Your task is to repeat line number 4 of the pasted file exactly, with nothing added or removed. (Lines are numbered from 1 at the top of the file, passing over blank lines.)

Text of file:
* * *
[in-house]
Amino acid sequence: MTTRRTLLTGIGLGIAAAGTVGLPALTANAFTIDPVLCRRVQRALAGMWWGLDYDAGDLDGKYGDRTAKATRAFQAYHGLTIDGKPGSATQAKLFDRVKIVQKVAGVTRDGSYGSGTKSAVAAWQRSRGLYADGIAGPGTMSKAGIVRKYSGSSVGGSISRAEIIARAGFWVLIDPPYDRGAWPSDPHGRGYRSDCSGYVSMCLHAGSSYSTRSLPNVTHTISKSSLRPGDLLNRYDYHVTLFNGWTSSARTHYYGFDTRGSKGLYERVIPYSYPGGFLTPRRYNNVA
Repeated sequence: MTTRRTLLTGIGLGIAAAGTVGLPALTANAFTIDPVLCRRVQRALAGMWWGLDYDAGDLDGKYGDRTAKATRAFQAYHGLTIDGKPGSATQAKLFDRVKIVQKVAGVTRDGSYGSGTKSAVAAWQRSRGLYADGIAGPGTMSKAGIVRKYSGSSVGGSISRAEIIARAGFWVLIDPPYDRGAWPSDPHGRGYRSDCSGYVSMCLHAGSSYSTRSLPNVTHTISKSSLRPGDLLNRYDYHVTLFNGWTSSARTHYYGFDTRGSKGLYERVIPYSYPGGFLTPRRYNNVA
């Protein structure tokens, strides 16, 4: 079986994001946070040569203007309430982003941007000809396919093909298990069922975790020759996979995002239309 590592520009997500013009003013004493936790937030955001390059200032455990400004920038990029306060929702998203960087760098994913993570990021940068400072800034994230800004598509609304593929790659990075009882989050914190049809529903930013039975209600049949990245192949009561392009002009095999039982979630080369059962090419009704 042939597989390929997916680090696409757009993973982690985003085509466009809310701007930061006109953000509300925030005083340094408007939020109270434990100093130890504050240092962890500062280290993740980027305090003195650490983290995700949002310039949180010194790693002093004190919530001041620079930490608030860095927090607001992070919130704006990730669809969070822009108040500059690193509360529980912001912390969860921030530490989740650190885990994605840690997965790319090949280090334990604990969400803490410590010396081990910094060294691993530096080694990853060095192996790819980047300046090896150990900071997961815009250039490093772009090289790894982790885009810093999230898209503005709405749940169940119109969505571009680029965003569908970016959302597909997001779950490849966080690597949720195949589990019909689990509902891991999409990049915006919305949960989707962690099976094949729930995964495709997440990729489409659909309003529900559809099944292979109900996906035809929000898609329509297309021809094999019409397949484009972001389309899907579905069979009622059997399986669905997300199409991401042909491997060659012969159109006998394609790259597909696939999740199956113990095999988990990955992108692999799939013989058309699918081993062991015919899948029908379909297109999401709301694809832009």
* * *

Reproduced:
């Protein structure tokens, strides 16, 4: 079986994001946070040569203007309430982003941007000809396919093909298990069922975790020759996979995002239309 590592520009997500013009003013004493936790937030955001390059200032455990400004920038990029306060929702998203960087760098994913993570990021940068400072800034994230800004598509609304593929790659990075009882989050914190049809529903930013039975209600049949990245192949009561392009002009095999039982979630080369059962090419009704 042939597989390929997916680090696409757009993973982690985003085509466009809310701007930061006109953000509300925030005083340094408007939020109270434990100093130890504050240092962890500062280290993740980027305090003195650490983290995700949002310039949180010194790693002093004190919530001041620079930490608030860095927090607001992070919130704006990730669809969070822009108040500059690193509360529980912001912390969860921030530490989740650190885990994605840690997965790319090949280090334990604990969400803490410590010396081990910094060294691993530096080694990853060095192996790819980047300046090896150990900071997961815009250039490093772009090289790894982790885009810093999230898209503005709405749940169940119109969505571009680029965003569908970016959302597909997001779950490849966080690597949720195949589990019909689990509902891991999409990049915006919305949960989707962690099976094949729930995964495709997440990729489409659909309003529900559809099944292979109900996906035809929000898609329509297309021809094999019409397949484009972001389309899907579905069979009622059997399986669905997300199409991401042909491997060659012969159109006998394609790259597909696939999740199956113990095999988990990955992108692999799939013989058309699918081993062991015919899948029908379909297109999401709301694809832009």